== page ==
Nissan's autonomous driving expert says air traffic controller-style 'mobility managers' will work remotely to support self-driving cars

Fleets of self-driving cars will be helped to negotiate tricky traffic obstacles by ‘mobility managers’ in a remote control centre, according to Nissan’s expert in artificial intelligence (AI).

The idea is to deploy human intelligence remotely to allow a vehicle to keep moving in a situation when self-driving sensors can’t work out what to do.

"These are like air traffic controllers, they facilitate the flow, rather than control the vehicle remotely with a joystick," says Maarten Sierhuis, director of the Nissan Research Center and a former NASA engineer.

Nissan is using technology that was developed by NASA to help robot vehicles negotiate the surface of Mars.

Nissan to start autonomous vehicle demos in Britain

Once the ‘mobility manager’ has solved a traffic problem for one self-driving car, the solution is then communicated to the Cloud, where it can be shared with other self-driving cars that will then be able to negotiate the obstacle without referring back.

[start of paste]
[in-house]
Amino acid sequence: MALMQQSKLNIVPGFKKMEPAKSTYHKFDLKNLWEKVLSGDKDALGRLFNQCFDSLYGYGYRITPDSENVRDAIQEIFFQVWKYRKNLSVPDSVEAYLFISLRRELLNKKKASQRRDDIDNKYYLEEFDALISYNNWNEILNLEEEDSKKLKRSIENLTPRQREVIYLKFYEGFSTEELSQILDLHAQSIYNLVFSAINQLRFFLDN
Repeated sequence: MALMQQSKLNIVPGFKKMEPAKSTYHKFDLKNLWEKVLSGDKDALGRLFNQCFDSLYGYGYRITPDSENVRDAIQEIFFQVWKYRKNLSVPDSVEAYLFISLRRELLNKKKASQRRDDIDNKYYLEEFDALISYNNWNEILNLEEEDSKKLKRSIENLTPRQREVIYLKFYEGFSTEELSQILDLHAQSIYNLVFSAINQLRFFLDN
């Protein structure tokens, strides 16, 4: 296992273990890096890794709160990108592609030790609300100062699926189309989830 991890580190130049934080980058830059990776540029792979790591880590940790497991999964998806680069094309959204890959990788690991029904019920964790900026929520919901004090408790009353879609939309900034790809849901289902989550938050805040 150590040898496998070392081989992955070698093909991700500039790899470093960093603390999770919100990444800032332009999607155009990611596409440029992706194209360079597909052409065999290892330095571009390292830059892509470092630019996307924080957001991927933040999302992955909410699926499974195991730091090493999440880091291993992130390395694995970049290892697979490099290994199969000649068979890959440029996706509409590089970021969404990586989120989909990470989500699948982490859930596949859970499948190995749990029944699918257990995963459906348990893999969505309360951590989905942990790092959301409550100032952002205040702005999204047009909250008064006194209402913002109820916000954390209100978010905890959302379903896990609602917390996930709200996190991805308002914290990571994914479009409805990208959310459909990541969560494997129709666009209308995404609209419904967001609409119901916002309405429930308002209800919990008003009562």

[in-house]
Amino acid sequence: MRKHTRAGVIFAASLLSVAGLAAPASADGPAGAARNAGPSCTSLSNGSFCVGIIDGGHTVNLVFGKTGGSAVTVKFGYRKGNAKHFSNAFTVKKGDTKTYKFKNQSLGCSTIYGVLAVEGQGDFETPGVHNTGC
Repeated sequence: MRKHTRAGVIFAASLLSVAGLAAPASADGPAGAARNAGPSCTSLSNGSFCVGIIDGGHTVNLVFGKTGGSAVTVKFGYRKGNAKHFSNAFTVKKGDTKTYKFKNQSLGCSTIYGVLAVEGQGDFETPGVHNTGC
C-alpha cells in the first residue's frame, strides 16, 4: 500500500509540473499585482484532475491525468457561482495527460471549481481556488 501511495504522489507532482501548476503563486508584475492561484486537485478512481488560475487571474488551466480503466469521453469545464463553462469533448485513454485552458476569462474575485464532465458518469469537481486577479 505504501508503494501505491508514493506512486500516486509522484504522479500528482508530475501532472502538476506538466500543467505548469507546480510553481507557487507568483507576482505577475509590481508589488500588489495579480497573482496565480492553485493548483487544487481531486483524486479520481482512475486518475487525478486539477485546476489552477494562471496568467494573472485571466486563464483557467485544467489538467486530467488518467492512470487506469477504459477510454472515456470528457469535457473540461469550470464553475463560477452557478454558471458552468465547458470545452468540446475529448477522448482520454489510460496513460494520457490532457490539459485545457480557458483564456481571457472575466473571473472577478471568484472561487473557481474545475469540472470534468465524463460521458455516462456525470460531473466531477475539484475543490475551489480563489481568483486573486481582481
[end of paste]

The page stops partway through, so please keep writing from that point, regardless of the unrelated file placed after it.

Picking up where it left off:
The buzzword for the technology is ‘Distributed Artificial Intelligence’ in which cars, the Cloud and humans share their intelligence to solve a problem.

Nissan calls it Seamless Autonomous Mobility (SAM) and has been testing its operation on a fleet of disguised prototypes in California, US.

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10 May 2017
A few years ago a friend was walking their dog down a country lane that finished at the gate to a field. She saw a car drive past then stop at the gate. She heard arguing in the car and then saw the driver get out and launch something into the field with the comment "Lousy piece of f#@$£&ng JUNK!!!" then get back in the car, turn around then drive back up the road at a fair old lick. She did find the mangled sat nav not long afterwards.

It will be YEARS before I trust autonomous cars.

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